A vertical city in the desert stretching over 100 miles and housing approximately nine million people sounds like the plot of a slightly dystopian sci-fi thriller, or perhaps something that would be majestically rising up out of the desert in one of the Dune sequels. But this vision could actually be a reality in the not-so-distant future, according to a recent urban project unveiled by Saudi Arabia last month. Dubbed “The Line,” the ambitious plan aims to create a one-building city in northwest Saudi Arabia near the Red Sea.

Towering 1,640 feet above sea level, the city will be 656 feet across and occupy a total of about 13 square miles, according to a recent article by CNN.

Itself part of the Neom project (a larger mega-development backed by billions from the Saudi government that began in 2019), the Line is just the latest in a series of developments, architectural projects, and cultural reforms collectively referred to as “Vision 2030,” a plan aimed at making Saudi Arabia a vacation hotspot on par with its neighbors Dubai and Abu Dhabi. Critics have repeatedly cited the country’s human rights record as a somewhat disturbing backdrop to this rebrand.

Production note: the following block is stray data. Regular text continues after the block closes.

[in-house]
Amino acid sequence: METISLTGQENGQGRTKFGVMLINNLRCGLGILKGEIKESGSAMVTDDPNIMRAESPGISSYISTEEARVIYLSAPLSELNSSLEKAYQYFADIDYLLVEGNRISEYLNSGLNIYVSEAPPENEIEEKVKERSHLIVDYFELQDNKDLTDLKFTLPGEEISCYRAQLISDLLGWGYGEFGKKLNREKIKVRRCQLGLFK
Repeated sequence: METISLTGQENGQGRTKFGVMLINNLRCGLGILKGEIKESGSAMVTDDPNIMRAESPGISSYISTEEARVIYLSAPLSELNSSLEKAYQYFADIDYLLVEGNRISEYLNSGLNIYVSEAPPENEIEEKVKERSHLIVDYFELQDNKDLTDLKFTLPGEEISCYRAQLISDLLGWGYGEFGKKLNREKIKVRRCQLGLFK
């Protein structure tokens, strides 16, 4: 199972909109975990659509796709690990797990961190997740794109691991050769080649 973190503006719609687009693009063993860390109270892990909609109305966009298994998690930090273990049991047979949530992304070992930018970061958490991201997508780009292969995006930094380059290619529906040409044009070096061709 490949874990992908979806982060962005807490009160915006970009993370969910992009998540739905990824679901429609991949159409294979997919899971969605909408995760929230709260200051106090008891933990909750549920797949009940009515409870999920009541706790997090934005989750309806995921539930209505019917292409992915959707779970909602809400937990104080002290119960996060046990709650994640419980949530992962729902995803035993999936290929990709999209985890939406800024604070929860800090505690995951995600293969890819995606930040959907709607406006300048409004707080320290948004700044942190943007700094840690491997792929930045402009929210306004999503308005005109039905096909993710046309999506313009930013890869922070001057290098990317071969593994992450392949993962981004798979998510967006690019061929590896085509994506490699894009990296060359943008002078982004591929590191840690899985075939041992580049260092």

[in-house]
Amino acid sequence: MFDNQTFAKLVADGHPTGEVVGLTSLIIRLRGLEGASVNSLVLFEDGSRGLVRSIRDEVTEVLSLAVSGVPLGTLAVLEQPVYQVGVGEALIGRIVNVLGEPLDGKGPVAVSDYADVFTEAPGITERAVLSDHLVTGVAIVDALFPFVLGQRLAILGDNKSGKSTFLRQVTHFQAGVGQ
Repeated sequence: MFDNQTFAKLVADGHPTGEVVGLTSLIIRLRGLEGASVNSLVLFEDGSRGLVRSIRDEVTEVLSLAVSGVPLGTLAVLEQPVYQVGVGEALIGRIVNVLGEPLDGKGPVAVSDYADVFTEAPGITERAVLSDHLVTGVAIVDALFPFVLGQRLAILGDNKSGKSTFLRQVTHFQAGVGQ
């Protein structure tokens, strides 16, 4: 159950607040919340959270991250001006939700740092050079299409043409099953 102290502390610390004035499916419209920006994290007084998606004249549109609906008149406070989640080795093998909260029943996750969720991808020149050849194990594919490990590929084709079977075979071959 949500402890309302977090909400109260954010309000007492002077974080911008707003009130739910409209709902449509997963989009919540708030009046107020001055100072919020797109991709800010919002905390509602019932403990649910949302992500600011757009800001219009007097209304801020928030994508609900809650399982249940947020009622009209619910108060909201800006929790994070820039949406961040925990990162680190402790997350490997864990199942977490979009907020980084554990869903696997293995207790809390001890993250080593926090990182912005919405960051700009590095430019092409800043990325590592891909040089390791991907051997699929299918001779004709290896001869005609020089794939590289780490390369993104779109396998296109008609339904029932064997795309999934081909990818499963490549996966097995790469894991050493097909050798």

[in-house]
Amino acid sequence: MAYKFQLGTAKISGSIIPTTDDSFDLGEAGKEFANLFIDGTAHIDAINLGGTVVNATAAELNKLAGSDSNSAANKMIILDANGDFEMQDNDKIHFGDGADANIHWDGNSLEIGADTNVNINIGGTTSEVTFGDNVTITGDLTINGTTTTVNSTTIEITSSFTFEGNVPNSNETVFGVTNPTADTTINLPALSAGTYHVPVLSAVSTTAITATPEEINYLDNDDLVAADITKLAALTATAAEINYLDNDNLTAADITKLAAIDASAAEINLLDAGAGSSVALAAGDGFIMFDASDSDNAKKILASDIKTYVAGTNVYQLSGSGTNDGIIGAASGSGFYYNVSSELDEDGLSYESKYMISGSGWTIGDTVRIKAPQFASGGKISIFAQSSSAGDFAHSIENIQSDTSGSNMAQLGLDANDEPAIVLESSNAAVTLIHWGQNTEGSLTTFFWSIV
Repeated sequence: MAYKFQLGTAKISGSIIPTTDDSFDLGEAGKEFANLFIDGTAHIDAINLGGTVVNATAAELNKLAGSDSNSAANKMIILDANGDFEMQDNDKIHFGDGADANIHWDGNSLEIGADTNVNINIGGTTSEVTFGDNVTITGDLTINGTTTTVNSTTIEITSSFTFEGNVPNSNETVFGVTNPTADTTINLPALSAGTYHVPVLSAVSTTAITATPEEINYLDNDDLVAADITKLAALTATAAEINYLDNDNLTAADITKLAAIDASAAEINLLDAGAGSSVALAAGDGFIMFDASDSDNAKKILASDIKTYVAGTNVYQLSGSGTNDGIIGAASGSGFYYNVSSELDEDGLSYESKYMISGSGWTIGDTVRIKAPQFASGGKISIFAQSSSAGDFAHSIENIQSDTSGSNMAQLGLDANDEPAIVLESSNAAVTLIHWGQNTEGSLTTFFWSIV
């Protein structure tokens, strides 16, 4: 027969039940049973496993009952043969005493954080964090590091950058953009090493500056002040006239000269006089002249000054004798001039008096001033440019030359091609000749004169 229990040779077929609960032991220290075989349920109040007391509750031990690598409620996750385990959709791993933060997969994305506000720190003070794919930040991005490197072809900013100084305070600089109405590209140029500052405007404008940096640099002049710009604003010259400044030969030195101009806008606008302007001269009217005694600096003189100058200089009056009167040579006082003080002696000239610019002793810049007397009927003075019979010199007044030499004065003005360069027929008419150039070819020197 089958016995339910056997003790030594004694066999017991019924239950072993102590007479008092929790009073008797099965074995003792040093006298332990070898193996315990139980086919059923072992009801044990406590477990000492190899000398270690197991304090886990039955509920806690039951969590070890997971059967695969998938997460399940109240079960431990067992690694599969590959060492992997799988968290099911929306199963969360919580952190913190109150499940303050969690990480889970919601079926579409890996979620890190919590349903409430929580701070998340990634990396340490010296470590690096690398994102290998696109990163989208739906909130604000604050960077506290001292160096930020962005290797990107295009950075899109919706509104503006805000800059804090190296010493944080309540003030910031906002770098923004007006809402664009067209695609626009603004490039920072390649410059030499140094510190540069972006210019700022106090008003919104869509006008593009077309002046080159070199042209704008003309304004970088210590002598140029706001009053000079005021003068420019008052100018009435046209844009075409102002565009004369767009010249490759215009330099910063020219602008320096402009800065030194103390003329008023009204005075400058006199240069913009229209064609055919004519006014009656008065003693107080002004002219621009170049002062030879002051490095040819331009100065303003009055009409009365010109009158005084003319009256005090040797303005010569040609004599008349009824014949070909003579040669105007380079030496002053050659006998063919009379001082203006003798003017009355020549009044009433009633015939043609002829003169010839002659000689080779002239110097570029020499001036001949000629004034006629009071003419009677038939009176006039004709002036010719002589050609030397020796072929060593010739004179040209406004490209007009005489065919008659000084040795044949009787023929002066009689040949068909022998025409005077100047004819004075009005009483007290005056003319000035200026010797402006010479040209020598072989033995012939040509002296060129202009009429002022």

The crown jewel of Vision 2030 was the earlier announcement of the Red Sea Project. Itself a plan to dramatically transform the desert into a luxe island and mountain resort with its own airport, the development would undoubtedly become a bastion for billionaires, and a huge boon for the Saudi economy.

But The Line may even outshine this mega development. A high-tech paradise featuring its own high-speed rail, the vertical city will also be largely sustainable. “Powered by green energy and run with the aid of artificial intelligence…robot maids, flying taxis, and a giant artificial moon” are just some of the proposed features mentioned in the press release.

Ambitious? Yes. Dystopian? A little. Imminent? Probably, though undoubtedly years into the next decade. As Crown Prince Mohammed bin Salman recently said in a press release, “[The Line] designs…will challenge the traditional, flat horizontal cities and create a model for nature preservation and enhance human livability.”

Whatever the outcome, it’s clear that Saudi Arabia is carving out a path for itself to be a world leader in both sustainable development and global tourism with this towering techno dream that even George Jetson would approve of.